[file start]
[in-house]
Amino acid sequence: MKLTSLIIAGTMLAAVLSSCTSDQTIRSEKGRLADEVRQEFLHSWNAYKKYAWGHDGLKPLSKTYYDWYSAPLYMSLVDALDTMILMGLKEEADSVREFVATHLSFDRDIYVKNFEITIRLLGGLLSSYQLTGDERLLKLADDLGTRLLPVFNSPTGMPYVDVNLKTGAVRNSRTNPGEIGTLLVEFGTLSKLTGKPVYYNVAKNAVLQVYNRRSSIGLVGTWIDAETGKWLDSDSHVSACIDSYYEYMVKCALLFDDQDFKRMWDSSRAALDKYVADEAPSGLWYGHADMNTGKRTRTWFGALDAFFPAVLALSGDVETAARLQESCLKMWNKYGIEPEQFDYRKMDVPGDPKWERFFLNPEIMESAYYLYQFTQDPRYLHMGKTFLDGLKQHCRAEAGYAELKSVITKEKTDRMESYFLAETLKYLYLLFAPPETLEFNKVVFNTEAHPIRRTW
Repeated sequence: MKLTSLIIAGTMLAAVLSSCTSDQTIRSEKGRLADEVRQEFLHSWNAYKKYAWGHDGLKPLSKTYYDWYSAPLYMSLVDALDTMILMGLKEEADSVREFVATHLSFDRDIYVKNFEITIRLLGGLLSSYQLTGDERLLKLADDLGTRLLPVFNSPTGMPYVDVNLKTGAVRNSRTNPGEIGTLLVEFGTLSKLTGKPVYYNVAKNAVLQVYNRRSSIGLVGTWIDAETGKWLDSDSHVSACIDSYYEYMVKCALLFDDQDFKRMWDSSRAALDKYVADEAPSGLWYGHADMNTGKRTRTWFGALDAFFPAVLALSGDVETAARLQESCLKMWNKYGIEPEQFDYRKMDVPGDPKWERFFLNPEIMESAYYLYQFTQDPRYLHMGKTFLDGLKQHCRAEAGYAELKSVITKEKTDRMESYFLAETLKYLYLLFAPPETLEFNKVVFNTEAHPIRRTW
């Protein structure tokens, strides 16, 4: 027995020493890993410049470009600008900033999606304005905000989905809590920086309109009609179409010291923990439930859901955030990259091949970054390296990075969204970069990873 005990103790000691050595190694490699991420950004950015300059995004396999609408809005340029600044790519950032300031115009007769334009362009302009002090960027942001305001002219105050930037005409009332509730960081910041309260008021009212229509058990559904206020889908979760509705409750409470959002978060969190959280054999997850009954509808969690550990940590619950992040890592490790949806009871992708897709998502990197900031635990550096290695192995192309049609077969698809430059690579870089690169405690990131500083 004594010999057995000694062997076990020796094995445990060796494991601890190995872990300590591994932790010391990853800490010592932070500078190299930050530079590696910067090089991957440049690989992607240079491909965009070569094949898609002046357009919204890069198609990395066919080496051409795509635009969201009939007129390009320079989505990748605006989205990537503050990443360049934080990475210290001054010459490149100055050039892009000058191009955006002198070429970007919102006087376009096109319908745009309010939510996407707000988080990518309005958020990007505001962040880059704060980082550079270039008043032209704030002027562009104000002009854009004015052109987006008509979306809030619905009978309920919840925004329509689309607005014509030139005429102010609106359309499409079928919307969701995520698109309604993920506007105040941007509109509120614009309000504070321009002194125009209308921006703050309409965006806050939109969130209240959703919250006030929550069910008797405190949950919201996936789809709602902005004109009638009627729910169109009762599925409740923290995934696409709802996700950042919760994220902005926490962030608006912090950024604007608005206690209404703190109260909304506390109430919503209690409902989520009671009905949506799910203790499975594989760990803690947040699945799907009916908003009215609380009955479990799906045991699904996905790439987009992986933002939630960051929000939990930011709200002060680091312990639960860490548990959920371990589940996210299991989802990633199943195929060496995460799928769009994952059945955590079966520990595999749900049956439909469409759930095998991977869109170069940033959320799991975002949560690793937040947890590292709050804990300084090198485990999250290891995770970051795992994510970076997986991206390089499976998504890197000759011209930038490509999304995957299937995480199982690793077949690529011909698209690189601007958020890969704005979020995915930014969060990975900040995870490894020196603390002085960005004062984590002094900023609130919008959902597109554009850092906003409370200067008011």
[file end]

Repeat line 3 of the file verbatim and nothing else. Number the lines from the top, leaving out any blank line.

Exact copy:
Repeated sequence: MKLTSLIIAGTMLAAVLSSCTSDQTIRSEKGRLADEVRQEFLHSWNAYKKYAWGHDGLKPLSKTYYDWYSAPLYMSLVDALDTMILMGLKEEADSVREFVATHLSFDRDIYVKNFEITIRLLGGLLSSYQLTGDERLLKLADDLGTRLLPVFNSPTGMPYVDVNLKTGAVRNSRTNPGEIGTLLVEFGTLSKLTGKPVYYNVAKNAVLQVYNRRSSIGLVGTWIDAETGKWLDSDSHVSACIDSYYEYMVKCALLFDDQDFKRMWDSSRAALDKYVADEAPSGLWYGHADMNTGKRTRTWFGALDAFFPAVLALSGDVETAARLQESCLKMWNKYGIEPEQFDYRKMDVPGDPKWERFFLNPEIMESAYYLYQFTQDPRYLHMGKTFLDGLKQHCRAEAGYAELKSVITKEKTDRMESYFLAETLKYLYLLFAPPETLEFNKVVFNTEAHPIRRTW